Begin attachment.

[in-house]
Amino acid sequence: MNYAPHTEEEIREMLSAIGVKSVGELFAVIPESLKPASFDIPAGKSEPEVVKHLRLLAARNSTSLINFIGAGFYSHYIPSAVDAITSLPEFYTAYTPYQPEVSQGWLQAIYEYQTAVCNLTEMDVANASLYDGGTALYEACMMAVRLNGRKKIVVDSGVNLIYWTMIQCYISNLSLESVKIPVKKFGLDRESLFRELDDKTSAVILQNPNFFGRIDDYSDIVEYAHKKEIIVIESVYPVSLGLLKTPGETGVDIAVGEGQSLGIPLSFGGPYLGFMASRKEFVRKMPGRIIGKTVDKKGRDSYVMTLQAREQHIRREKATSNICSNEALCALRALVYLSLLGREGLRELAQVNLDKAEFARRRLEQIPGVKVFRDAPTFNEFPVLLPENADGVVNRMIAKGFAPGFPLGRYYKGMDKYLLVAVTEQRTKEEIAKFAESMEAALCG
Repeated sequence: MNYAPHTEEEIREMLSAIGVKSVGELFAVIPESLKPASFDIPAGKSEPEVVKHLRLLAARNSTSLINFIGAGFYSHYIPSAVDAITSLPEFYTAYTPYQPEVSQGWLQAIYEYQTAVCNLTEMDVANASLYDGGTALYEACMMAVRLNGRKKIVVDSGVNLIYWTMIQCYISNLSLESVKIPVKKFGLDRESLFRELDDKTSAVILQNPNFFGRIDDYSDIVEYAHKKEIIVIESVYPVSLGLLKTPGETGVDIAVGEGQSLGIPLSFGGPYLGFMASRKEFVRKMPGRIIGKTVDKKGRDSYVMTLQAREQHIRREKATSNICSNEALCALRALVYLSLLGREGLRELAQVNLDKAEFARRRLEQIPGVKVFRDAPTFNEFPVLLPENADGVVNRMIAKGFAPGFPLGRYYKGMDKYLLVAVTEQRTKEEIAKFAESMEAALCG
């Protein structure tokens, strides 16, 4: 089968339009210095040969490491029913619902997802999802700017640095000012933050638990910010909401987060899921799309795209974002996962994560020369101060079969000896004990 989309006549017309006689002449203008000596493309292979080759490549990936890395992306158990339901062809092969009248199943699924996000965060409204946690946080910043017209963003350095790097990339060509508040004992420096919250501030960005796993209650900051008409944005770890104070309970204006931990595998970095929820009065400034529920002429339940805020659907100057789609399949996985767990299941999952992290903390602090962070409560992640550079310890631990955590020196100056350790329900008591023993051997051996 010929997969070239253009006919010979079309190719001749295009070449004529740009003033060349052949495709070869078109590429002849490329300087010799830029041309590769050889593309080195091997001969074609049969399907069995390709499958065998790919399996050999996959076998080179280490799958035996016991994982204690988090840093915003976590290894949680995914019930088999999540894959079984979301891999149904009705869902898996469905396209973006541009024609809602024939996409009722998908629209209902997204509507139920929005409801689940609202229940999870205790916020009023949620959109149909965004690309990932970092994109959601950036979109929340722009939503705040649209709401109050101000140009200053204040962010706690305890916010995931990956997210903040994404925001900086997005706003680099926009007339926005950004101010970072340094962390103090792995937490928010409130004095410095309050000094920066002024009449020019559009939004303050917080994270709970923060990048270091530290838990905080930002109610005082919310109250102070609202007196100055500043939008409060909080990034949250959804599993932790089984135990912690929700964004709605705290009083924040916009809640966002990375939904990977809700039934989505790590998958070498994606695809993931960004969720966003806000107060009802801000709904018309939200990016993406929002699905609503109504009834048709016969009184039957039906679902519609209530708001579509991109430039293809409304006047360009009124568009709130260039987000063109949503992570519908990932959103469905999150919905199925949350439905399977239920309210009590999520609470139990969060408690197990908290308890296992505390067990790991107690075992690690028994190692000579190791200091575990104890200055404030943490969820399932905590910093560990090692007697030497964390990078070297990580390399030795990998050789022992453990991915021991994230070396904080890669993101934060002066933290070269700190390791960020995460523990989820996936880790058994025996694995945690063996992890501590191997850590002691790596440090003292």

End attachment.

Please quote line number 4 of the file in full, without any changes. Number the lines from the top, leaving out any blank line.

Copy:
């Protein structure tokens, strides 16, 4: 089968339009210095040969490491029913619902997802999802700017640095000012933050638990910010909401987060899921799309795209974002996962994560020369101060079969000896004990 989309006549017309006689002449203008000596493309292979080759490549990936890395992306158990339901062809092969009248199943699924996000965060409204946690946080910043017209963003350095790097990339060509508040004992420096919250501030960005796993209650900051008409944005770890104070309970204006931990595998970095929820009065400034529920002429339940805020659907100057789609399949996985767990299941999952992290903390602090962070409560992640550079310890631990955590020196100056350790329900008591023993051997051996 010929997969070239253009006919010979079309190719001749295009070449004529740009003033060349052949495709070869078109590429002849490329300087010799830029041309590769050889593309080195091997001969074609049969399907069995390709499958065998790919399996050999996959076998080179280490799958035996016991994982204690988090840093915003976590290894949680995914019930088999999540894959079984979301891999149904009705869902898996469905396209973006541009024609809602024939996409009722998908629209209902997204509507139920929005409801689940609202229940999870205790916020009023949620959109149909965004690309990932970092994109959601950036979109929340722009939503705040649209709401109050101000140009200053204040962010706690305890916010995931990956997210903040994404925001900086997005706003680099926009007339926005950004101010970072340094962390103090792995937490928010409130004095410095309050000094920066002024009449020019559009939004303050917080994270709970923060990048270091530290838990905080930002109610005082919310109250102070609202007196100055500043939008409060909080990034949250959804599993932790089984135990912690929700964004709605705290009083924040916009809640966002990375939904990977809700039934989505790590998958070498994606695809993931960004969720966003806000107060009802801000709904018309939200990016993406929002699905609503109504009834048709016969009184039957039906679902519609209530708001579509991109430039293809409304006047360009009124568009709130260039987000063109949503992570519908990932959103469905999150919905199925949350439905399977239920309210009590999520609470139990969060408690197990908290308890296992505390067990790991107690075992690690028994190692000579190791200091575990104890200055404030943490969820399932905590910093560990090692007697030497964390990078070297990580390399030795990998050789022992453990991915021991994230070396904080890669993101934060002066933290070269700190390791960020995460523990989820996936880790058994025996694995945690063996992890501590191997850590002691790596440090003292």